Kate Bright, Peter Davies, Matt Franks, Jun Hasegawa, Jim Lambie, Graham Little, Simon Periton, Eva Rothschild, DJ Simpson, David Thorpe, Gary Webb, Clare Woods.
Tailsliding is a new British Council international touring exhibition, featuring 12 young British artists currently creating eclectic work within the conventions of painting and sculpture, selected by Stephen Hepworth, former curator of the Jerwood Gallery, London.
The highly coloured, large, exuberant works draw imagery from a gamut of high and low populist sources; from the gothic fairy tale to contemporary cartoon imagery, acknowledging historical influences along the way. Through contemporary materials, the artists express a joy of making, often playfully evoking ideas centred on our perception of time and place.
Tailsliding is concerned with the fleeting nature of history. Of what went before, and how these events alter our perceptions of place and self in the present. These concerns are reflected through the exhibition title - a skateboarding term for a difficult trick. Art has many parallels with street culture. Transient in nature, erased, written over and superseded by new styles, new names, new colours. Street graffiti recognises history through the places it is written, the act of writing being both an assertion of an individual and a tribute to those that have gone before. It has its own language. Likewise, Tailsliding demonstrates that the languages of painting and sculpture are far from safe options - that they are capable of taking on an extraordinary new direction in the hands of these young practitioners.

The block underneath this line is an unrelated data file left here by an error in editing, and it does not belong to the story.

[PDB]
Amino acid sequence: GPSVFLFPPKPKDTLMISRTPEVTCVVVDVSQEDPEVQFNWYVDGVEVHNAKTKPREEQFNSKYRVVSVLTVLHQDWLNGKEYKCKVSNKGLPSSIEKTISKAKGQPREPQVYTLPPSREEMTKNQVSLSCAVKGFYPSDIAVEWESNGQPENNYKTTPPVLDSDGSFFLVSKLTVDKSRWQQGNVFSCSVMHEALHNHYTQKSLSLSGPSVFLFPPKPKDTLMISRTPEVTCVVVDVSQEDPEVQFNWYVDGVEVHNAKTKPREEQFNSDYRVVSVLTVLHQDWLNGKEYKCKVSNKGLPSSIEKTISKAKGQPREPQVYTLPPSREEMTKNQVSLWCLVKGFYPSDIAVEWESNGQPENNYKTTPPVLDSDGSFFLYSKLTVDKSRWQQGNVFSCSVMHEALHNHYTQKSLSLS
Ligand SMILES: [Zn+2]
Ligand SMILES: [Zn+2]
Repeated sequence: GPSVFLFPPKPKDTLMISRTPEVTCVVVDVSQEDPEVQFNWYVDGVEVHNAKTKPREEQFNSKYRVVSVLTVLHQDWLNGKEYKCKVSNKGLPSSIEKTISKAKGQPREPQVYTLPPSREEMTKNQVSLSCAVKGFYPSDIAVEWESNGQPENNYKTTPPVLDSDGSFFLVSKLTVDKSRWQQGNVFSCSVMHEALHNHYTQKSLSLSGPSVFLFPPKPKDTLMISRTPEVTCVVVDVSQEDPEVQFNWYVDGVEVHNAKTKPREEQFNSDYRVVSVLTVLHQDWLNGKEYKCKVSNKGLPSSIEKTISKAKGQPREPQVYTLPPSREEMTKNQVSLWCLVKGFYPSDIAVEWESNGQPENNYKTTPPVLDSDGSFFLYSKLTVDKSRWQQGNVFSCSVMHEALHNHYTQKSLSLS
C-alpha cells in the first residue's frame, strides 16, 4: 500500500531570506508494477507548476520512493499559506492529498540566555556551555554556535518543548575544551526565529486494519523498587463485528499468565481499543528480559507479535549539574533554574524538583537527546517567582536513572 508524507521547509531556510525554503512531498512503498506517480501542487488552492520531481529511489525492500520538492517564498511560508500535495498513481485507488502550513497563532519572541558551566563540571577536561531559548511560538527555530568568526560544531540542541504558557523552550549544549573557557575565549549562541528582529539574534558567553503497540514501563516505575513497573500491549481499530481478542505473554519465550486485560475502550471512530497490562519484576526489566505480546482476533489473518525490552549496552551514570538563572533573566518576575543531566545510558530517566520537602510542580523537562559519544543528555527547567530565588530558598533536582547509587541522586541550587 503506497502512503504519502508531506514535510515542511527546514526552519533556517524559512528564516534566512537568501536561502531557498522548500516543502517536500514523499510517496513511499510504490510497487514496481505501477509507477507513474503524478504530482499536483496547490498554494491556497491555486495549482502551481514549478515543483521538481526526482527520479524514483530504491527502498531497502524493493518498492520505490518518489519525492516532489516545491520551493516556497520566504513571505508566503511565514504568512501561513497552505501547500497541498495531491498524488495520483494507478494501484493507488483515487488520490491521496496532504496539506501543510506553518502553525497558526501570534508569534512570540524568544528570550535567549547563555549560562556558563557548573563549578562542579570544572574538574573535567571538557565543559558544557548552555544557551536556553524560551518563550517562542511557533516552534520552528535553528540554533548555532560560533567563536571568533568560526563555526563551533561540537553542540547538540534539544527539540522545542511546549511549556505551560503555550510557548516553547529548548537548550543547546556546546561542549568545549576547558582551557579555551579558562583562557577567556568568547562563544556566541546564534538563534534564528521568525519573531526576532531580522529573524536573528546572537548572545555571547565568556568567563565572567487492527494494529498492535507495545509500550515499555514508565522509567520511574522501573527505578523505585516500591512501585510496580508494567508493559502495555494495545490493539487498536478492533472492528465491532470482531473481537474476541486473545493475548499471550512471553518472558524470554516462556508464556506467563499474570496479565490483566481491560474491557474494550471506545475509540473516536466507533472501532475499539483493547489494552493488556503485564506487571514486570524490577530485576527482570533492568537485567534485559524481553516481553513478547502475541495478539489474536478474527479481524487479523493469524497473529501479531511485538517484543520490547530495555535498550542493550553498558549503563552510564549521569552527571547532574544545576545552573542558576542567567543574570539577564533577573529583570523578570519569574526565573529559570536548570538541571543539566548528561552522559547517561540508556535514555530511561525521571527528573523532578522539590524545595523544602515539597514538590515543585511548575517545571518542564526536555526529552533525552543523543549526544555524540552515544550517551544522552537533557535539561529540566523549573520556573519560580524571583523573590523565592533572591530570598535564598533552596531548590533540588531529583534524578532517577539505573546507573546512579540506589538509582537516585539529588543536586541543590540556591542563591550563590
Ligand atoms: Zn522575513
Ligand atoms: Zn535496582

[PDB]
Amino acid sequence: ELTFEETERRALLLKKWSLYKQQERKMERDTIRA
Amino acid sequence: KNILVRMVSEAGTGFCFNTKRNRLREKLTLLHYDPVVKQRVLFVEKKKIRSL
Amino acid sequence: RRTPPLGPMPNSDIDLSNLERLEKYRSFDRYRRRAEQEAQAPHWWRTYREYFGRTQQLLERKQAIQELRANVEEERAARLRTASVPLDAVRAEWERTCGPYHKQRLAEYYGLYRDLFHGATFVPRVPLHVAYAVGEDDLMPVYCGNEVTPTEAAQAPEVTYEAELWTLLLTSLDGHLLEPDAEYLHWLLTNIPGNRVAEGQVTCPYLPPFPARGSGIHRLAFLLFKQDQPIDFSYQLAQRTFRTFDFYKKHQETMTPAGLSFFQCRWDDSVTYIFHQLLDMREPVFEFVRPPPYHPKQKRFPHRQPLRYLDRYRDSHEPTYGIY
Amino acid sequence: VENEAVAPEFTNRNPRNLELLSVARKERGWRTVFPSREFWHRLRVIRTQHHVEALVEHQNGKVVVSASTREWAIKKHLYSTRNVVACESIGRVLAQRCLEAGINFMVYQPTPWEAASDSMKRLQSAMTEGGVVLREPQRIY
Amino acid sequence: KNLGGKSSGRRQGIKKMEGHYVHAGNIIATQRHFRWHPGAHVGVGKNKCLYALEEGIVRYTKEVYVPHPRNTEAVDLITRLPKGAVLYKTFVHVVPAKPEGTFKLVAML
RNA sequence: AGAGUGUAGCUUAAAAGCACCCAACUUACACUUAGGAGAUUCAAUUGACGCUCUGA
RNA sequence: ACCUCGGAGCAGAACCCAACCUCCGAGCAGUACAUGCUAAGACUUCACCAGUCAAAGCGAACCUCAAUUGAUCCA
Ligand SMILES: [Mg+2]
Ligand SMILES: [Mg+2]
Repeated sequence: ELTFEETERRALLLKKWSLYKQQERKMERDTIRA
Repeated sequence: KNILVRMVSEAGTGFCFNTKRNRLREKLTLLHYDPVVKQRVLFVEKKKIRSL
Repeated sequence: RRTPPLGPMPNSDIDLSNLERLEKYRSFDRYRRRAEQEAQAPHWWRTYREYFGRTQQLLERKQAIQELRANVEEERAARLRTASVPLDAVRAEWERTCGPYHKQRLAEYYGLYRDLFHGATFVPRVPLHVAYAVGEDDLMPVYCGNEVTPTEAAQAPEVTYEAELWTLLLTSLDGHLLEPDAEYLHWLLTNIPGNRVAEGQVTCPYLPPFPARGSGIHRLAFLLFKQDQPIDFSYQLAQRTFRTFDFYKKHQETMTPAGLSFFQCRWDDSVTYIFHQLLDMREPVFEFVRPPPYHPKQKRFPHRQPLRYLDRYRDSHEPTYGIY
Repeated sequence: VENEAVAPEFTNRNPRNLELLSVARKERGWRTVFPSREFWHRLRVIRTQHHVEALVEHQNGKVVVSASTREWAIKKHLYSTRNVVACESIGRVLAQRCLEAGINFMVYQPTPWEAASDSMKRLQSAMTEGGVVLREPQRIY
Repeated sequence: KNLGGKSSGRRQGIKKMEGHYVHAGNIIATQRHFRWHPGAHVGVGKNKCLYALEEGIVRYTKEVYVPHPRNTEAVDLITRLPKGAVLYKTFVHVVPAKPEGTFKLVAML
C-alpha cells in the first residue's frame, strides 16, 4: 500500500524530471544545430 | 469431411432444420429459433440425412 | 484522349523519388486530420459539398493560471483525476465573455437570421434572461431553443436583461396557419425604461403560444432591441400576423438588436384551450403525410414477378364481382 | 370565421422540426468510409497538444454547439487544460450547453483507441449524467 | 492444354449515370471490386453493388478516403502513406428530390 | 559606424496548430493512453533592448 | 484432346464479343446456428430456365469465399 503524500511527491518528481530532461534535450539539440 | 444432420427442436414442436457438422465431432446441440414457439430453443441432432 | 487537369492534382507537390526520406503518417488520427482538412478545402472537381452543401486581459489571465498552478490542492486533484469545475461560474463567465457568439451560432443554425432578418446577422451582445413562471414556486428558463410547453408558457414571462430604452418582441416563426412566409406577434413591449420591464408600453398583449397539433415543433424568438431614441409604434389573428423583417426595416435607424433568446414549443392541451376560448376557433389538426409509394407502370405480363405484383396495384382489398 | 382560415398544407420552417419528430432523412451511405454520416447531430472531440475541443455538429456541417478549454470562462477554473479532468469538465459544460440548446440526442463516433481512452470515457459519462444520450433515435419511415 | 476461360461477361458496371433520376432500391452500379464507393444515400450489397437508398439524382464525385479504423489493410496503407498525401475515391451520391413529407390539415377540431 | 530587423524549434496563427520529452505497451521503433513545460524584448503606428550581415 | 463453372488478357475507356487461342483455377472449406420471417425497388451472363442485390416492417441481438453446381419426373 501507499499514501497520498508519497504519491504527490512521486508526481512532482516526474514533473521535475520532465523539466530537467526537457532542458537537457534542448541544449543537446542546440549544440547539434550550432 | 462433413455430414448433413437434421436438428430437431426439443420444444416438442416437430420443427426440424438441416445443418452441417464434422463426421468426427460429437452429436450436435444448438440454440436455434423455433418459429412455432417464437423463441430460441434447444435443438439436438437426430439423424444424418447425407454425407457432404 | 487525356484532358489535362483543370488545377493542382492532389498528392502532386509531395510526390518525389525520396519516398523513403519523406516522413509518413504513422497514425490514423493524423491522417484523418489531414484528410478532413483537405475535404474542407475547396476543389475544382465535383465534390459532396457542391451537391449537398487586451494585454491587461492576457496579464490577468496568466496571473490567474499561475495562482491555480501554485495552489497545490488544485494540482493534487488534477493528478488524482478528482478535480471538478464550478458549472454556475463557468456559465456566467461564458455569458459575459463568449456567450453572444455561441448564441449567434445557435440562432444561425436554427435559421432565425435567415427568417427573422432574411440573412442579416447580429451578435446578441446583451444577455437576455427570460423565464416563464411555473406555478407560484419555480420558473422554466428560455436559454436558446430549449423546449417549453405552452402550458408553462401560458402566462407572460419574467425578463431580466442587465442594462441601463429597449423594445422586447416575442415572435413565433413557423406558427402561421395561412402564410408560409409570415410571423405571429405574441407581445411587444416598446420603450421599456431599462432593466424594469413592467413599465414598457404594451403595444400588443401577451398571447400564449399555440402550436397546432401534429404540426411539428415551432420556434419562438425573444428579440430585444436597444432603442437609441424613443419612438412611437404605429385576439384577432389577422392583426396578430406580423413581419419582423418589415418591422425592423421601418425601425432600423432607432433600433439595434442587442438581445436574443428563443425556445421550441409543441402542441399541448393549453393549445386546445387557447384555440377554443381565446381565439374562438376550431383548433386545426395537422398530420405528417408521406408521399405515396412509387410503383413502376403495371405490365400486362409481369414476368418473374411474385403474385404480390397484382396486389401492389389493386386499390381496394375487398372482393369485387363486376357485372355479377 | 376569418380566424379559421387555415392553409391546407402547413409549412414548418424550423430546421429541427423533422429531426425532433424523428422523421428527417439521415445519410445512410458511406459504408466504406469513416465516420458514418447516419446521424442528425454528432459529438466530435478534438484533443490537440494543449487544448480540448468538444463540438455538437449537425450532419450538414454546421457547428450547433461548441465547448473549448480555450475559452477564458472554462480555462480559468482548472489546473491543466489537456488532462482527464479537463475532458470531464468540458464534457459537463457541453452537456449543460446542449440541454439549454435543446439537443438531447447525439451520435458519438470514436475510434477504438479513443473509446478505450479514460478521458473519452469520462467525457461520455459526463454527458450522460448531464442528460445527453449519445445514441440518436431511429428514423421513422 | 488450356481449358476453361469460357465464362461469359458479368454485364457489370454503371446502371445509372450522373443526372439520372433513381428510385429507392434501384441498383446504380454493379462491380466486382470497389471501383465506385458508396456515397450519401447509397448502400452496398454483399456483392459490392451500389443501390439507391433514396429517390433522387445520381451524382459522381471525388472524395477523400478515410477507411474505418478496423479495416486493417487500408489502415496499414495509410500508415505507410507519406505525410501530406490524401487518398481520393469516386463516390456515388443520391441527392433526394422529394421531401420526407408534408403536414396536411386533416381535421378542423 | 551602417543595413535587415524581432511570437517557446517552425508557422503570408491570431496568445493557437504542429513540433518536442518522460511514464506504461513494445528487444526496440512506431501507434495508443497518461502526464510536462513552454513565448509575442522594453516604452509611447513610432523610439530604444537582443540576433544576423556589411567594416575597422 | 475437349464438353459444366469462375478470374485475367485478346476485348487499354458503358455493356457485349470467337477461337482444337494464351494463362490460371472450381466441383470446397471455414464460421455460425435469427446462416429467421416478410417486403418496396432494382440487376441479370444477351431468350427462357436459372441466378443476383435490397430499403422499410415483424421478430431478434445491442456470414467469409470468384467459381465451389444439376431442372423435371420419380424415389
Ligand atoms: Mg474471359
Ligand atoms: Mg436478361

A fully illustrated catalogue with texts by Stephen Hepworth and Colin Ledwith, together with interviews with each of the artists, was published to accompany the exhibition. ISBN 0 86355 486 5; available from Cornerhouse www.cornerhouse.org
Existing or coming into being at the same period; of today or of the present. The term that designates art being made today.
A person who creates exhibitions or who is employed to look after and research museum objects.
Work of art made with paint on a surface. Often the surface, also called a support, is a tightly stretched piece of canvas, paper or a wooden panel. Painting involves a wide range of techniques and materials, along with the artist's intellectual concerns effecting the content of a work.
A three-dimensional work of art. Such works may be carved, modelled, constructed, or cast. Sculptures can also be described as assemblage, in the round, relief, and made in a huge variety of media. Contemporary practice also includes live elements, as in Gilbert & George 'Living Sculpture' as well as broadcast work, radio or sound sculpture.
Finland, Turku, Turku Art Museum
- 16 November 2002 − 14 August 2003
Yugoslavia, Belgrade, Museum Of Contemporary Art
- 01 June 2002 − 14 August 2003
Czech Republic, Brno, House Of Artists
- 19 March 2002 − 14 August 2003
Estonia, Tallinn, Museum Of Contemporary Art
- 25 January 2002 − 14 August 2003
Lithuania, Vilnius, Centre Of Contemporary Art
- 23 November 2001 − 14 August 2003
Norway, Bergen, Kunsthall
- 12 October 2001 − 14 August 2003
Spain, Salamanca, Museum Of Contemporary Art
- 23 August 2001 − 14 August 2003